Everything You Need to Know About Panini Sandwiches

Heat Is the Key

Grilled Chicken and Mozzarella Panini Recipe

 The Spruce

Panini sandwiches: crispy, gooey, and amazing. Right? Sure, but that description could be applied to any grilled cheese sandwich. What makes panini different from other grilled cheese?

The answer is grill marks. And not just the marks—although those are important, and they need to be a dark, golden brown. Panini need actual ridges. And to obtain those ridges, a panini needs to be pressed.

What's a Panini Press

One common method for making panini sandwiches is on an electric panini grill. It's a sandwich press with ridges. You place the sandwich on the bottom part of the grill, lower the top (which also has ridges and is also heated), and the sandwich is heated from both sides.

But here's a secret fact about panini presses (although if you've ever used one, it's not a secret to you at all): They never get hot enough!  

Sure, they make the indentations, and they warm the sandwich up. But all too often, the grill marks they produce are disappointingly pale. The effect is closer to steaming than grilling, especially if the filling includes veggies. It's a little bit like what you'd get by leaving the sandwich on the dashboard of your car on a hot day.

Needless to say, a sandwich like this is wholly unworthy of the name panini, let alone your mouth. To make a proper panini, you need to generate a lot of heat.

Building the Sandwich

But first let's talk about building the sandwich itself. Ideally everything in a panini will be flat: flat bread, flat cheese slices, as well as all the other fillings. The flatter the fillings, the better the sandwich will heat through.

But note that other than the bread and the cheese, you're heating the sandwich, not cooking it. The cheese should melt, and the bread should turn brown and crispy. But any other ingredients should be cooked already (if you want them cooked). So if you're adding grilled vegetables, grill them first, separately. Same with any thin slices of meat, like chicken breast. That should be grilled and sliced ahead of time. 

To build the sandwich, apply any spread, such as pesto or balsamic glaze, to the inside of both slices of bread. Then on one slice of bread, add the cheese, then the other ingredients, then finally, top with the second slice of bread.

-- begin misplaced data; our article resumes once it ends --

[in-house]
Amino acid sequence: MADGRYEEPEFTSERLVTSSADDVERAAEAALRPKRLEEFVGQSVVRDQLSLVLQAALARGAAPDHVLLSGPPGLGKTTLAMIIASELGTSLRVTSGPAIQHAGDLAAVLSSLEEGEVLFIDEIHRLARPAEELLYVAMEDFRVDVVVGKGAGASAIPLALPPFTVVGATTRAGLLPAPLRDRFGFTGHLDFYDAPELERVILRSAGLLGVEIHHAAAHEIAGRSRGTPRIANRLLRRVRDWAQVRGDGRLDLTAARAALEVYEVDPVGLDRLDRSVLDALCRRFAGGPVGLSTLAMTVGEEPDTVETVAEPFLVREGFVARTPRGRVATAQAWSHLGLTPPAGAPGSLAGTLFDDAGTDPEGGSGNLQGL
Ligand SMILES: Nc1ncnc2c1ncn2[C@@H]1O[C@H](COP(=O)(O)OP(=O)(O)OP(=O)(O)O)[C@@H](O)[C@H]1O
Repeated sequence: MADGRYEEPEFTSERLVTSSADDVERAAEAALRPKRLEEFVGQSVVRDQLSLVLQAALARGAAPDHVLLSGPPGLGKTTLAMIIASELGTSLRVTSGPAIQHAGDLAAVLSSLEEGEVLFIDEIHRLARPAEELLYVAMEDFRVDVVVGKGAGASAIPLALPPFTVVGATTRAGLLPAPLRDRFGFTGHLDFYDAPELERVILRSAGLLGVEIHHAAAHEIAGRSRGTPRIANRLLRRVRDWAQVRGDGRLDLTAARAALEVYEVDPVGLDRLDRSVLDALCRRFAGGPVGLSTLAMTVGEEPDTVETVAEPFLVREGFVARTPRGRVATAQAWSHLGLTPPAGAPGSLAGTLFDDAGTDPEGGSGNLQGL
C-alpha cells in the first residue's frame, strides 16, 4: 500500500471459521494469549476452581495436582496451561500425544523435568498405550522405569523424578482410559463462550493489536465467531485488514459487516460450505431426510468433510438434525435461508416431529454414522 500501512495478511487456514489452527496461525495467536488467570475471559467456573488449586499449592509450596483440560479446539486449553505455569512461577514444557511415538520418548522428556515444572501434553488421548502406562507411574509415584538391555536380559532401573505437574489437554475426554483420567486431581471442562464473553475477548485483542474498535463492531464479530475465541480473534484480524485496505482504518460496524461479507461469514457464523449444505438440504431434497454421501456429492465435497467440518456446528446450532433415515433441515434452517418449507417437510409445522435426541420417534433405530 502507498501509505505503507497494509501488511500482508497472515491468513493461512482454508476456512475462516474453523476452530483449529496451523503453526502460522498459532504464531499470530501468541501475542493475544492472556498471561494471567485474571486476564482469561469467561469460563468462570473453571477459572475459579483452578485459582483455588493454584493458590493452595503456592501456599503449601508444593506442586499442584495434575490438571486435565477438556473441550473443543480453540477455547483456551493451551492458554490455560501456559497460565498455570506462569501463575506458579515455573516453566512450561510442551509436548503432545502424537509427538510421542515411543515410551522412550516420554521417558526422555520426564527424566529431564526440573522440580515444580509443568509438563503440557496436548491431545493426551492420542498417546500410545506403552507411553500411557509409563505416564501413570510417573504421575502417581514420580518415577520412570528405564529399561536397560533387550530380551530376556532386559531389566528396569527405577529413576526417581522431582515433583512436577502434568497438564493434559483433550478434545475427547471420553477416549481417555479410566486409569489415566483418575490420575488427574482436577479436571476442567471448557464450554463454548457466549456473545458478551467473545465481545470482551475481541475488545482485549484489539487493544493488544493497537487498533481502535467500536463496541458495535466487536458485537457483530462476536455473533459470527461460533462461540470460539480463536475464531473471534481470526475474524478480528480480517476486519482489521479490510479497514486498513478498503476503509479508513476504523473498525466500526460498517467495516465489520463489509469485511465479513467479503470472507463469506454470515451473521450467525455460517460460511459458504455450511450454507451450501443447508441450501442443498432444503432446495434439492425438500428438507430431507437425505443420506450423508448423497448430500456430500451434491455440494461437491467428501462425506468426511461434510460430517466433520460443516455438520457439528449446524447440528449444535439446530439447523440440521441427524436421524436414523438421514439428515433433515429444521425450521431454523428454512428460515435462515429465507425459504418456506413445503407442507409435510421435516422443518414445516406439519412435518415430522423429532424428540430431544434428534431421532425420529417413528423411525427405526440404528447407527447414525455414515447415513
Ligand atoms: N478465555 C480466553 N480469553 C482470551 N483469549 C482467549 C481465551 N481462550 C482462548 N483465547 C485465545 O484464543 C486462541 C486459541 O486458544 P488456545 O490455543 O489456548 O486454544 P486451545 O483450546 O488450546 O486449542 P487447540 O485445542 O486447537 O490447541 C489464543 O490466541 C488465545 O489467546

Next, brush both sides of the outside of the sandwich with oil. Olive oil is great for this. And when you go to cook the sandwich, the side with the cheese should go down on the grill first, to ensure it gets as melty as possible.

Using a Cast Iron Grill Pan

And as we said a moment ago, we need lots of heat. That's where cast iron comes in. A cast iron skillet is the ideal pan for making grilled cheese. They get super hot and they apply their heat evenly. And since panini are sort of a cousin of grilled cheese, it makes sense to use the cast iron skillet's cousin, the grill pan, to make them.

A cast iron grill pan is simply a cast iron skillet that has the raised grill ridges built in. You heat it up, place the sandwich on it, and the ridges reproduce the marks you'd get by cooking on an actual grill. (Which is another way to make panini, and we'll get to that in a moment.)

Of course, it's not quite accurate to say that we simply "place" the sandwich on the grill pan. To produce the grill marks and the ridges, the sandwich needs to be pressed against the grill pan. That means something heavy needs to go on top of it.

You can purchase a cast iron grill press, which is just a slab or cast iron with a handle on it, and you plop it on top of your sandwich to press it firmly against the grill. It works a treat.

You can even get ridged ones. The idea is, you heat up the grill press along with the grill pan. Then when you cook the sandwich, the sandwich goes on the pan, the press goes on top, and it's heated from both sides, with grill marks. 

Unfortunately, we run into the same problem here as we did with electric sandwich presses, namely, that the top doesn't get hot enough. You can heat the press all you want, but it won't be as hot as the grill pan below, which is sitting on the actual stove burner while it cooks.

The solution is simple. Grill one side of the sandwich using a grill press to hold it down, then when the cheese is starting to melt, turn it over and grill the other side.

Note, too, that you don't need to buy a dedicated grill press. Anything heavy will do: another skillet for instance. Or a tea kettle filled with water. Even a brick wrapped in foil.

Making Panini Directly on the Grill

It so happens that an outdoor grill is the best possible technique for making a panini sandwich. After all, what better way to get grill marks than on an actual grill? 

Just heat your grill to medium, oil the outside of the sandwich, place it on the grill with a foil-wrapped brick over it, cook for two minutes or until the cheese has melted and you see dark-brown grill marks on the bread. Then turn the sandwich, replace the brick and grill for another two minutes, and voilà! Grilled, crispy deliciousness.